Dr. Donald Reid - Associate Conservation Zoologist

Dr. Donald Reid joined the Wildlife Conservation Society in August 2004 as a wildlife biologist working out of Whitehorse, Yukon.  Don’s career spans over 30 years working as a wildlife biologist in the academic, non-government, private and government sectors.

In the boreal and sub-boreal forests of western Canada, Don has studied the ecology of river otters and their interactions with beavers, and the effect of different landscape scales of forest harvesting on the population dynamics of snowshoe hare and lynx.  In the mountains of British Columbia, Don has been a member of teams studying wolverines and mapping mountain goat habitats, and has coordinated environmental risk assessment for land-use planning.   In Arctic Canada, he has studied the demography of nesting seabirds, and the linked population dynamics and ecologies of lemmings and their predators (foxes, rough-legged hawks and snowy owls).  In the eastern Himalaya of Sichuan Province, China, Don has studied habitat selection by giant pandas, and the ecology of red pandas and Asiatic black bears, on a project that was partly supported by WCS.  

Don leads WCS Canada’s conservation work in the Northern Boreal Mountains landscape of Northern British Columbia and Yukon. Working with a team of government and private sector biologists, he has coordinated the conservation priority assessment for the Peel Watershed Planning Commission.  From 2006-2010 he coordinated an International Polar Year project assessing the effects of a changing climate on Arctic tundra food web in north Yukon. The work focused on lemming winter ecology, the competitive interactions of Arctic and red foxes, the timing of nesting in birds, and population biology of raptors. In southern Yukon, he is now focusing on land use planning, and wetland conservation issues involving river otters and beavers.  He is a past member of the IUCN Species Survival Commission Bear and Procyonid Specialist Groups.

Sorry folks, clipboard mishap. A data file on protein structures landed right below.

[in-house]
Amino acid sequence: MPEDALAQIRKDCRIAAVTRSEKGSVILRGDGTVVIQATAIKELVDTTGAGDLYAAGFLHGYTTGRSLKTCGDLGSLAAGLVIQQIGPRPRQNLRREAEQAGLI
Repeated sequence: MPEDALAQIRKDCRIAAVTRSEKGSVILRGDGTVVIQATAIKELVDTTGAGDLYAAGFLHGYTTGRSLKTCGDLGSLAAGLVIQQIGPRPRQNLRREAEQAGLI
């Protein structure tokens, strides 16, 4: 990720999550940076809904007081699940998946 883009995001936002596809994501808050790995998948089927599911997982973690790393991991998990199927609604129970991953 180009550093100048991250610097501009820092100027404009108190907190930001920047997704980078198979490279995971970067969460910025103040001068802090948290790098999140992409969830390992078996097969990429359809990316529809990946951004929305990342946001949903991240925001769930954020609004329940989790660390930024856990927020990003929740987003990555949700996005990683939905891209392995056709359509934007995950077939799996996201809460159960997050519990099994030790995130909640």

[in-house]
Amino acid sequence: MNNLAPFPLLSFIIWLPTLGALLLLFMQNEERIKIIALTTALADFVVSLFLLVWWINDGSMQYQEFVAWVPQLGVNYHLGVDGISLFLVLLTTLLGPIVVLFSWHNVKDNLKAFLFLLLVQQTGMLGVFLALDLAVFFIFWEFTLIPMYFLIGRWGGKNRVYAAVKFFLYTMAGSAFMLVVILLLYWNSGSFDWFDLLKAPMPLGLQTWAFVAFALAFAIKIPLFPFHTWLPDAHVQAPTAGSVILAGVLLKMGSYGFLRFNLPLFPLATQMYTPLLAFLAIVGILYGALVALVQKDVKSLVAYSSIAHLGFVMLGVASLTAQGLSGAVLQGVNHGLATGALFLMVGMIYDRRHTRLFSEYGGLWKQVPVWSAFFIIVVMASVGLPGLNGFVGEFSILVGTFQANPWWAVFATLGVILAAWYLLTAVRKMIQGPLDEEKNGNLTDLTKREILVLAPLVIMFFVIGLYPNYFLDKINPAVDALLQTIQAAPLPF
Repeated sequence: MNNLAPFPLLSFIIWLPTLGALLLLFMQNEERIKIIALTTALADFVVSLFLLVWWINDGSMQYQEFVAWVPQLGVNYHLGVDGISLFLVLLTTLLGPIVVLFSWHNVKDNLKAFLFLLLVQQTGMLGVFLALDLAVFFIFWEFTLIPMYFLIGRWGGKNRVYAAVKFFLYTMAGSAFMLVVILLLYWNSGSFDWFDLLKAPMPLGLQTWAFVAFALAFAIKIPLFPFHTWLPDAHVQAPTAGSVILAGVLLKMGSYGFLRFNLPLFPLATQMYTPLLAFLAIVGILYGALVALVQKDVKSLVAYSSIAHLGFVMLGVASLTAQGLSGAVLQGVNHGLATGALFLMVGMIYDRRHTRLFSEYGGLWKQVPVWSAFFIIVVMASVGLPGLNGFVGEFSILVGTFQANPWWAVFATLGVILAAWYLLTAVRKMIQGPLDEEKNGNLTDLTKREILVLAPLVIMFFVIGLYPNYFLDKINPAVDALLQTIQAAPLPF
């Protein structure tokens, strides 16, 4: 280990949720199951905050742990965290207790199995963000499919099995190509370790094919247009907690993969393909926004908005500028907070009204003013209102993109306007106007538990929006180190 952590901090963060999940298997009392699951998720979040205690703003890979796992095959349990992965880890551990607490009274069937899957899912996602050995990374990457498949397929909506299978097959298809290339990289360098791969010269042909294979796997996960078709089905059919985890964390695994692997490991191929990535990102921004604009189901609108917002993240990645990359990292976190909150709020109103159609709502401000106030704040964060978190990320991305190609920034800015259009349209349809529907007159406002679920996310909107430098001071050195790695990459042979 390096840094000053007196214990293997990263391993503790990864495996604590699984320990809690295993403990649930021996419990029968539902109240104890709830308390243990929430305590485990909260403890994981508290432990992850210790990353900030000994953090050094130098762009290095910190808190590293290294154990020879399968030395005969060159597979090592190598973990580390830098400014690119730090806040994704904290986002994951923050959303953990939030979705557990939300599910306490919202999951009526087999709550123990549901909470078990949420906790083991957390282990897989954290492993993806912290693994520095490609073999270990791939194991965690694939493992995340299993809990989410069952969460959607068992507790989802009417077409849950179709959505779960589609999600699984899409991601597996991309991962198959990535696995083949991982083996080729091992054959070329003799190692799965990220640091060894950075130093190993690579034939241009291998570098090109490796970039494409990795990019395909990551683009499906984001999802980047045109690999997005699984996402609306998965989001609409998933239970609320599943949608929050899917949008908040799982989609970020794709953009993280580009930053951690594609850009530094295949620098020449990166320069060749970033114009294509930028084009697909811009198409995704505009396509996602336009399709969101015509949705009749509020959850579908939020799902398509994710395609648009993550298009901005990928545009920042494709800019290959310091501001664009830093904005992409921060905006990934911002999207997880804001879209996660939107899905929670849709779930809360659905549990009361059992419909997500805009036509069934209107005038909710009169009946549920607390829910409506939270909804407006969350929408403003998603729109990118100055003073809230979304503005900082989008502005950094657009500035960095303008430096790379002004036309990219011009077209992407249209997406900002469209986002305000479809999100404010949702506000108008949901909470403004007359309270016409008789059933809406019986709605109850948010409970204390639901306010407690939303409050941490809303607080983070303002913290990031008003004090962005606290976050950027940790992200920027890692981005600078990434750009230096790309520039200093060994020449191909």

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Camps on the Land Considerations and Opportunities in the Yukon and northern British Columbia
Camps on the Land: Considerations and Opportunities in the Yukon and northern British Columbia. Donald Reid. September 2006. For First Nation communities in Canada 'camps on the land' are a strong force for community development, bringing youth and elders together in a non-urban environment where traditional knowledge and skills can be passed on among generations through direct experience. This report summarizes the key considerations in developing 'camps on the land', based on the experiences of First Nations in the Yukon and northern British Columbia.
Strategic Conservation Assessment for the northern boreal mountains of Yukon and British Columbia
This document, a Strategic Conservation Assessment, provides much of the information needed to direct WCS Canada’s work in the Northern Boreal Mountains site in the next 5 to 10 years. It outlines the scope and components of the regional conservation challenge, and provides an overview of our opportunities for future and long-term engagement through field-based science, administrative process, policy and regulatory review, and political engagement.
Arctic fox versus red fox in the warming Arctic four decades of den surveys in north Yukon
Arctic fox versus red fox in the warming Arctic: four decades of den surveys in north Yukon, Daniel Gallant, Brian G. Slough, Donald G. Reid & Dominique Berteaux, Polar Biology, VOl 27-No. 9, August 2004

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